It seems possible: let’s analyze a recently published research

Really interesting article by Martin Wagner about a technique that allows account hijacking on Whatsapp using the web interface of this messaging service.

Whatsapp accounts are based on phone numbers. This means your phone number is your username and it’s also used for authentication. While this is not perfect from a privacy standpoint it saves the, often non-technical, user from having to remember yet another password that they could potentially reuse or, even worse, disclose through a phishing attack.

When starting the app for the very first time the user has to enter their phone number to start the enrollment process: to the entered number the app’s backend sends a code by SMS or voice call.

After that code has been entered into the app, the authentication token is saved on the device: obviously when the user gets a new device the process needs to be repeated for this device and the old one will be de-authorized.

This process is vulnerable to attacks like cell network hacking that can be used get access to a phone number.

From the attacker’s perspective there are only two possible inroads:

1. Accessing the victims phone number in some way. As mentioned above, this could be achieved by some kind of attack against the cell network or the mobile service provider. Even if access to the phone number could be obtained, though, it would not give access to any old messages or the chat history and the victim would become instantly aware something was up, as their phone would get logged out.

2. Break into the OS and get access to the data partition etc. While this would work, it is quite expensive.

…or, using Whatsapp Web:

[…] a website that conveniently allows sending and receiving Whatsapp messages from a computer. To use it, a browser has to be peered with the phone, and the phone remains in command.

A brief overview of the browser peering flow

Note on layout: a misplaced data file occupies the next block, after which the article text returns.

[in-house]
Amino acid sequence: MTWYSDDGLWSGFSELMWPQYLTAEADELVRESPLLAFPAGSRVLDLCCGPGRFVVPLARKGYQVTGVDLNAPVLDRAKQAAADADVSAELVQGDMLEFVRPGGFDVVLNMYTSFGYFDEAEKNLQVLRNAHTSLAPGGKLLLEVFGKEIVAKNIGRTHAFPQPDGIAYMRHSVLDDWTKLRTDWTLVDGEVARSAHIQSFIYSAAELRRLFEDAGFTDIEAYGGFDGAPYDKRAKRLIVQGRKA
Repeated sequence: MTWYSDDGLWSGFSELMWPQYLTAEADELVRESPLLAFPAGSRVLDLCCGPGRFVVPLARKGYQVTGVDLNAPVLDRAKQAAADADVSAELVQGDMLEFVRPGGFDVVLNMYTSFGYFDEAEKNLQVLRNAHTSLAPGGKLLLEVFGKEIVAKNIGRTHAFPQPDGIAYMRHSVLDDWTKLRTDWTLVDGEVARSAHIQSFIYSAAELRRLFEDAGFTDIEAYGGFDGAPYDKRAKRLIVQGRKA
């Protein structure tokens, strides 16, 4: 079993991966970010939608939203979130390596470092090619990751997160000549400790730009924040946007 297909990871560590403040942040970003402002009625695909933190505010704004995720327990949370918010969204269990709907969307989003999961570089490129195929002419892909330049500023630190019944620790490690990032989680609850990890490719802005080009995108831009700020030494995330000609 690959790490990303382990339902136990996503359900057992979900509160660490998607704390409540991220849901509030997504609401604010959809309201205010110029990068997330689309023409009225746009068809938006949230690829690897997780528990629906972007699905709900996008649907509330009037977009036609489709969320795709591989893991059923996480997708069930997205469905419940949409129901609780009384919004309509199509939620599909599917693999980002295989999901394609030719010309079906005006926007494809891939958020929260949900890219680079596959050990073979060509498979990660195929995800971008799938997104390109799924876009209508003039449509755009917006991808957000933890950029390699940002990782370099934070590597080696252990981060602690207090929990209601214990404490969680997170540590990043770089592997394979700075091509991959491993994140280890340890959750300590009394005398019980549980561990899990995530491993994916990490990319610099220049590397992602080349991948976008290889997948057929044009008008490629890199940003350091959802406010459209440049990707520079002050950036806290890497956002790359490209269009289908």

Simply scanning a QR code shown on the Whatsapp Web page using the Whatsapp mobile app can authorize the browser, and allows the webapp to control the account, as long as their phone is turned on and has network access.

So, the attack?

I quote Martin’s explanation:

It’s pretty simple: the attacker only needs to trick the user into scanning an “malicious” code to authorize the attacker’s browser. This will give them full access to the Whatsapp account of the victim. A simple online raffle, in which the victim is asked to scan a code to enter, could pose as a lure.

The malicious authorization flow

To complicate it, Whatsapp does not display a static QR code on their registration page but generates a different one every few seconds. This prevents attackers from simply copying the code and publishing on a new page.

Martin Wagner has also realized a POC demo of the attack, that can be consulted on this github repository:


The tool I’ve developed uses selenium to get the QR codes and express.js + to display them on a separate page. If a victim scans this code using their phone, document.cookie and localStorage of the selenium browser are dumped into a file on the attacker’s machine. The acquired data can then be used to log into the victim’s account using any browser.

The full article